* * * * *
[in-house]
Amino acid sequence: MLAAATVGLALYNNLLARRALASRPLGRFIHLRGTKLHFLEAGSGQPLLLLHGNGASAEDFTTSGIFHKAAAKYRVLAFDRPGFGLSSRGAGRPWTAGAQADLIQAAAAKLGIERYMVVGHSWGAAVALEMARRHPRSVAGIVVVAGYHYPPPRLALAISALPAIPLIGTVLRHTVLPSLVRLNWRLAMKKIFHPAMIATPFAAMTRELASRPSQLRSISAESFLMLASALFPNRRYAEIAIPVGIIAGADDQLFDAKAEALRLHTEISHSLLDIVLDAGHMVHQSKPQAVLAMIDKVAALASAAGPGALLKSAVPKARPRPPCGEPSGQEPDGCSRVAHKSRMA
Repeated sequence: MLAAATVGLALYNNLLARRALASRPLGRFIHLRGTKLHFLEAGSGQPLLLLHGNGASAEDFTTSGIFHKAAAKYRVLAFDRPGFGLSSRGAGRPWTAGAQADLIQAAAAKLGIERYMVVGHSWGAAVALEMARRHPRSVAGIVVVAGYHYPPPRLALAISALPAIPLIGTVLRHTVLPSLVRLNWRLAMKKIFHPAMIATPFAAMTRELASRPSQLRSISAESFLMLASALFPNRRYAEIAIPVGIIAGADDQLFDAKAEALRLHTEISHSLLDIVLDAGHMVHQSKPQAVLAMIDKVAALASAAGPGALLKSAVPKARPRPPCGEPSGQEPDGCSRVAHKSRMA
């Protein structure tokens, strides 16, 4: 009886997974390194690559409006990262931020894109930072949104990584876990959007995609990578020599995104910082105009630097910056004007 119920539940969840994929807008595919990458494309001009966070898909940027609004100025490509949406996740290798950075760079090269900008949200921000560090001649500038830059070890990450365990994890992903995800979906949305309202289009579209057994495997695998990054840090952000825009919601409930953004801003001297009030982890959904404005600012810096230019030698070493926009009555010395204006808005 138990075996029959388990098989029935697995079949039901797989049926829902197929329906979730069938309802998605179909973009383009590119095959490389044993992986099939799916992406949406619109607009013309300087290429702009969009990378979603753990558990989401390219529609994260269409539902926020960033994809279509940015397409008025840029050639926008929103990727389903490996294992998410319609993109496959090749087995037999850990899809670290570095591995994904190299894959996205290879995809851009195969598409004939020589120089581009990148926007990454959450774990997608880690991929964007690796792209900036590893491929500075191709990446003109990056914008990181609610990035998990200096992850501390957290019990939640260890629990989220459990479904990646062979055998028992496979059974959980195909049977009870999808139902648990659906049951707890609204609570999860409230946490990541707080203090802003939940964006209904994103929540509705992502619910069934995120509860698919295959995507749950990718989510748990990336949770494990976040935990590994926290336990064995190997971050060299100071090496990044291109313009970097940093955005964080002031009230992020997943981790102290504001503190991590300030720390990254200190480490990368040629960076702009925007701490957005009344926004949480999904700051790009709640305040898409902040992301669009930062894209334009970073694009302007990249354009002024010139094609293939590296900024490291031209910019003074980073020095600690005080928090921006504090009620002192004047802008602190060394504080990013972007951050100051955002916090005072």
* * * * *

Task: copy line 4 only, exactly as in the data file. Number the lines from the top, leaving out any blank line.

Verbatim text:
């Protein structure tokens, strides 16, 4: 009886997974390194690559409006990262931020894109930072949104990584876990959007995609990578020599995104910082105009630097910056004007 119920539940969840994929807008595919990458494309001009966070898909940027609004100025490509949406996740290798950075760079090269900008949200921000560090001649500038830059070890990450365990994890992903995800979906949305309202289009579209057994495997695998990054840090952000825009919601409930953004801003001297009030982890959904404005600012810096230019030698070493926009009555010395204006808005 138990075996029959388990098989029935697995079949039901797989049926829902197929329906979730069938309802998605179909973009383009590119095959490389044993992986099939799916992406949406619109607009013309300087290429702009969009990378979603753990558990989401390219529609994260269409539902926020960033994809279509940015397409008025840029050639926008929103990727389903490996294992998410319609993109496959090749087995037999850990899809670290570095591995994904190299894959996205290879995809851009195969598409004939020589120089581009990148926007990454959450774990997608880690991929964007690796792209900036590893491929500075191709990446003109990056914008990181609610990035998990200096992850501390957290019990939640260890629990989220459990479904990646062979055998028992496979059974959980195909049977009870999808139902648990659906049951707890609204609570999860409230946490990541707080203090802003939940964006209904994103929540509705992502619910069934995120509860698919295959995507749950990718989510748990990336949770494990976040935990590994926290336990064995190997971050060299100071090496990044291109313009970097940093955005964080002031009230992020997943981790102290504001503190991590300030720390990254200190480490990368040629960076702009925007701490957005009344926004949480999904700051790009709640305040898409902040992301669009930062894209334009970073694009302007990249354009002024010139094609293939590296900024490291031209910019003074980073020095600690005080928090921006504090009620002192004047802008602190060394504080990013972007951050100051955002916090005072």